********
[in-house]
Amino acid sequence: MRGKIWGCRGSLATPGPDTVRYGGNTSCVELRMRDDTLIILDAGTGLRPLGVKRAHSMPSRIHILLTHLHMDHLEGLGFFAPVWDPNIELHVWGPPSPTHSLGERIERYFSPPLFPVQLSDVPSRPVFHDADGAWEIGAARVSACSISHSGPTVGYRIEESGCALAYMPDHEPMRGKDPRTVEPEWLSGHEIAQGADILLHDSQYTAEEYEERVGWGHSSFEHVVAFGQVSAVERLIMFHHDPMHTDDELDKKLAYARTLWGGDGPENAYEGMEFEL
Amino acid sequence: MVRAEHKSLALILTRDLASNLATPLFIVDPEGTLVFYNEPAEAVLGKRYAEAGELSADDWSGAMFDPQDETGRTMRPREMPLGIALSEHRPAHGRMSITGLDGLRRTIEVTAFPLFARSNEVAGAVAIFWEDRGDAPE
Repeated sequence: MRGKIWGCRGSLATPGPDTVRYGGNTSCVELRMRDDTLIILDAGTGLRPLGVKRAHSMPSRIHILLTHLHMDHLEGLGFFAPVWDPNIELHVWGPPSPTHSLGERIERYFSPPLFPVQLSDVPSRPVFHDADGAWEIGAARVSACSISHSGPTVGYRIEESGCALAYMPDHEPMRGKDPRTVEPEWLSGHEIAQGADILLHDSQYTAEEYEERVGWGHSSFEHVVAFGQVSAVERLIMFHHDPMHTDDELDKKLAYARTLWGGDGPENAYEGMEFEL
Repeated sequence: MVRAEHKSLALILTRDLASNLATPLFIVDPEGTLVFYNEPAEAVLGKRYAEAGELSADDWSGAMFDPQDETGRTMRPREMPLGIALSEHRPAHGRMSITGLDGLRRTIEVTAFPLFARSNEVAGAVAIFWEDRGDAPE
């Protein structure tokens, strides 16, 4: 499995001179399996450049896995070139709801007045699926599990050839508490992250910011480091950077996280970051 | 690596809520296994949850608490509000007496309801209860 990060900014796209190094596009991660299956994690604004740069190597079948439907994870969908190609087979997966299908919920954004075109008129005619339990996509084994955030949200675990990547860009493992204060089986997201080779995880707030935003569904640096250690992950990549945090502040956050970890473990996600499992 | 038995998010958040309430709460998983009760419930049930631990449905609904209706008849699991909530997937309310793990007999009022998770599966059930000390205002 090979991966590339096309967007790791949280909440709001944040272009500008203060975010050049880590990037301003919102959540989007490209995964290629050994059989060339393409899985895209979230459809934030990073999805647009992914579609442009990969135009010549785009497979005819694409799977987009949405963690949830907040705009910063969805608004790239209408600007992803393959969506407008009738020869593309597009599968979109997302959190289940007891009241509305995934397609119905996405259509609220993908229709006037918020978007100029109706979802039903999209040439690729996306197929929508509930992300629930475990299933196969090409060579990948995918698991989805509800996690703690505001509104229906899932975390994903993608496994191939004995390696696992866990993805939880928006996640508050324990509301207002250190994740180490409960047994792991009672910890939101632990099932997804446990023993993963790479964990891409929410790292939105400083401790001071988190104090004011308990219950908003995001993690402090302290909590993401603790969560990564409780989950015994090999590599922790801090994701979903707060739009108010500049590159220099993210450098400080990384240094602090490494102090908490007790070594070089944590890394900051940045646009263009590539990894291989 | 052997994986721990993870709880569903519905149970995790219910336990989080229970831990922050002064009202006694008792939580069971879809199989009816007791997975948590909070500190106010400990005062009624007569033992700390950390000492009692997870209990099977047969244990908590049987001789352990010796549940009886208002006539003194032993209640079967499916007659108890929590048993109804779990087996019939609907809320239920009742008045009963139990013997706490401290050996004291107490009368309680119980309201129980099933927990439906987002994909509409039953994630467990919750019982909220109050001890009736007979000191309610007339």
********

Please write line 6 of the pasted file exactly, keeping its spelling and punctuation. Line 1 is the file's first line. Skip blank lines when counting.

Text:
């Protein structure tokens, strides 16, 4: 499995001179399996450049896995070139709801007045699926599990050839508490992250910011480091950077996280970051 | 690596809520296994949850608490509000007496309801209860 990060900014796209190094596009991660299956994690604004740069190597079948439907994870969908190609087979997966299908919920954004075109008129005619339990996509084994955030949200675990990547860009493992204060089986997201080779995880707030935003569904640096250690992950990549945090502040956050970890473990996600499992 | 038995998010958040309430709460998983009760419930049930631990449905609904209706008849699991909530997937309310793990007999009022998770599966059930000390205002 090979991966590339096309967007790791949280909440709001944040272009500008203060975010050049880590990037301003919102959540989007490209995964290629050994059989060339393409899985895209979230459809934030990073999805647009992914579609442009990969135009010549785009497979005819694409799977987009949405963690949830907040705009910063969805608004790239209408600007992803393959969506407008009738020869593309597009599968979109997302959190289940007891009241509305995934397609119905996405259509609220993908229709006037918020978007100029109706979802039903999209040439690729996306197929929508509930992300629930475990299933196969090409060579990948995918698991989805509800996690703690505001509104229906899932975390994903993608496994191939004995390696696992866990993805939880928006996640508050324990509301207002250190994740180490409960047994792991009672910890939101632990099932997804446990023993993963790479964990891409929410790292939105400083401790001071988190104090004011308990219950908003995001993690402090302290909590993401603790969560990564409780989950015994090999590599922790801090994701979903707060739009108010500049590159220099993210450098400080990384240094602090490494102090908490007790070594070089944590890394900051940045646009263009590539990894291989 | 052997994986721990993870709880569903519905149970995790219910336990989080229970831990922050002064009202006694008792939580069971879809199989009816007791997975948590909070500190106010400990005062009624007569033992700390950390000492009692997870209990099977047969244990908590049987001789352990010796549940009886208002006539003194032993209640079967499916007659108890929590048993109804779990087996019939609907809320239920009742008045009963139990013997706490401290050996004291107490009368309680119980309201129980099933927990439906987002994909509409039953994630467990919750019982909220109050001890009736007979000191309610007339």